We have developed a novel method for accurate determination of diameters of single microspheres using a diffraction imaging flow cytometer and an STFT based image processing software. The presented method complements the existing ones with the advantages of reasonable speed (up to 1000 microspheres per second with a fast camera) and high accuracy. The current design of imaging optics allows determination of the microsphere diameters in the range from about 1 to 100μm by varying the off-focus position Δx. The above range can be further extended into submicron sizes with an incident beam of shorter wavelength and microscope objective of larger NA. Initial results of 2D Gabor transform based image analysis on two-sphere aggregates demonstrate its capacity for analysis of light scattering by the aggregates but more in-depth studies are needed to yield a satisfactory solution.
Y.F. acknowledges the grant support by the National Science Foundation of China (Grant #81171342).
References and links
1. K. K. Kim, D. W. Pack, M. Ferrari, A. P. Lee, and L. J. Lee, “Microspheres for drug delivery,” in Biological and Biomedical Nanotechnology, A. P. Lee, J. Lee, and M. Ferrari, eds. (Springer, 2006), pp. 19–50.
2. D. Svoboda, M. Kozubek, and S. Stejskal, “Generation of digital phantoms of cell nuclei and simulation of image formation in 3D image cytometry,” Cytometry A 75A(6), 494–509 (2009). [CrossRef] [PubMed]
4. I. K. Ludlow and P. H. Kaye, “A scanning diffractometer for the rapid analysis of microparticles and biological cells,” J. Colloid Interface Sci. 69(3), 571–589 (1979). [CrossRef]
5. S. L. Min and A. Gomez, “High-resolution size measurement of single spherical particles with a fast Fourier transform of the angular scattering intensity,” Appl. Opt. 35(24), 4919–4926 (1996). [CrossRef] [PubMed]
6. J. T. Soini, A. V. Chernyshev, P. E. Hänninen, E. Soini, and V. P. Maltsev, “A new design of the flow cuvette and optical set-up for the scanning flow cytometer,” Cytometry 31(2), 78–84 (1998). [CrossRef] [PubMed]
7. K. A. Semyanov, P. A. Tarasov, A. E. Zharinov, A. V. Chernyshev, A. G. Hoekstra, and V. P. Maltsev, “Single-particle sizing from light scattering by spectral decomposition,” Appl. Opt. 43(26), 5110–5115 (2004). [CrossRef] [PubMed]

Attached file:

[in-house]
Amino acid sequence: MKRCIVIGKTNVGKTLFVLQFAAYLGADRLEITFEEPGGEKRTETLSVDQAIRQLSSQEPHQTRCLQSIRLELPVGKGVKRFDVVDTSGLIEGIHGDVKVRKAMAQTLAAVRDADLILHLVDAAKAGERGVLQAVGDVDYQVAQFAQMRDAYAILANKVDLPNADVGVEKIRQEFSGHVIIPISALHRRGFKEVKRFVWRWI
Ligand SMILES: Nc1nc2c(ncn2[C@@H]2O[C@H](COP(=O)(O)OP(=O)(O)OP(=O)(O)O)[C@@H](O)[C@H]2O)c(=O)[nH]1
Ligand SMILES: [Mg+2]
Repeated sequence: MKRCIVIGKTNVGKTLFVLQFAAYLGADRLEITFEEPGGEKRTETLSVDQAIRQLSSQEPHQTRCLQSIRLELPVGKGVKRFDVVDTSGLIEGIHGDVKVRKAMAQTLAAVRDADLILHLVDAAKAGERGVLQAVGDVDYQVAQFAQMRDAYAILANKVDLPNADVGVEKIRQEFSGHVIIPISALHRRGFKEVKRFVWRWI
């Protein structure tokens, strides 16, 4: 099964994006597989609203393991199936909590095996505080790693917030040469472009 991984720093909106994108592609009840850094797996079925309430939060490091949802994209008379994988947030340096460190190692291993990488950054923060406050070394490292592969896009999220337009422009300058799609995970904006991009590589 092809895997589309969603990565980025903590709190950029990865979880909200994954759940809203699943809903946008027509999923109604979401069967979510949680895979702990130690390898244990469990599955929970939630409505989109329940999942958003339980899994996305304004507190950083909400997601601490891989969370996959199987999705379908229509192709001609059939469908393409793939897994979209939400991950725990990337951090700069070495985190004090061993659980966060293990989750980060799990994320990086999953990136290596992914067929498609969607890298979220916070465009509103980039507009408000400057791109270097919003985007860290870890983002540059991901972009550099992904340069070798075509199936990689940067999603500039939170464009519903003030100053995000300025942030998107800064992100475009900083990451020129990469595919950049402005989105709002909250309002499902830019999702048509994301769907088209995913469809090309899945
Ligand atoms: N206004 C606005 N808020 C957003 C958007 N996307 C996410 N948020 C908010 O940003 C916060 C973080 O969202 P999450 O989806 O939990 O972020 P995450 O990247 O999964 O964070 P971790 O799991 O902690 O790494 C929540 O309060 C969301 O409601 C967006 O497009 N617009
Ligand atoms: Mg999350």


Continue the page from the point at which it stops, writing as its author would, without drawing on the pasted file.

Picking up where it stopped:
8. C. Godefroy and M. Adjouadi, “Particle sizing in a flow environment using light scattering patterns,” Part. Part. Syst. Charact. 17(2), 47–55 (2000). [CrossRef]
9. B. Ovryn, “Three-dimensional forward scattering particle image velocimetry applied to a microscopic field-of-view,” Exp. Fluids 29(7), S175–S184 (2000). [CrossRef]
10. Y. L. Xu and B. A. S. Gustafson, “Comparison between Multisphere Light-scattering Calculations: Rigorous Solution and Discrete-Dipole Approximation,” Astrophys. J. 513(2), 894–909 (1999). [CrossRef]
12. K. M. Jacobs, L. V. Yang, J. Ding, A. E. Ekpenyong, R. Castellone, J. Q. Lu, and X. H. Hu, “Diffraction imaging of spheres and melanoma cells with a microscope objective,” J Biophotonics 2(8-9), 521–527 (2009). [CrossRef] [PubMed]
13. K. Dong, Y. Feng, K. M. Jacobs, J. Q. Lu, R. S. Brock, L. V. Yang, F. E. Bertrand, M. A. Farwell, and X. H. Hu, “Label-free classification of cultured cells through diffraction imaging,” Biomed. Opt. Express 2(6), 1717–1726 (2011). [CrossRef] [PubMed]
14. M. Portnoff, “Time-frequency representation of digital signals and systems based on short-time Fourier analysis,” IEEE Trans. Acoust., Speech Signal Process. 28(1), 55–69 (1980). [CrossRef]
15. J. Q. Lu, P. Yang, and X.-H. Hu, “Simulations of light scattering from a biconcave red blood cell using the finite-difference time-domain method,” J. Biomed. Opt. 10(2), 024022 (2005). [CrossRef] [PubMed]
16. M. A. Yurkin, A. G. Hoekstra, R. S. Brock, and J. Q. Lu, “Systematic comparison of the discrete dipole approximation and the finite difference time domain method for large dielectric scatterers,” Opt. Express 15(26), 17902–17911 (2007). [CrossRef] [PubMed]
17. X. Ma, J. Q. Lu, R. S. Brock, K. M. Jacobs, P. Yang, and X. H. Hu, “Determination of complex refractive index of polystyrene microspheres from 370 to 1610 nm,” Phys. Med. Biol. 48(24), 4165–4172 (2003). [CrossRef] [PubMed]
18. J. G. Daugman, “Complete discrete 2-D Gabor transforms by neural networks for image analysis and compression,” IEEE Trans. Acoust., Speech, Signal Process., 36(7), 1169–1179 (1988). [CrossRef]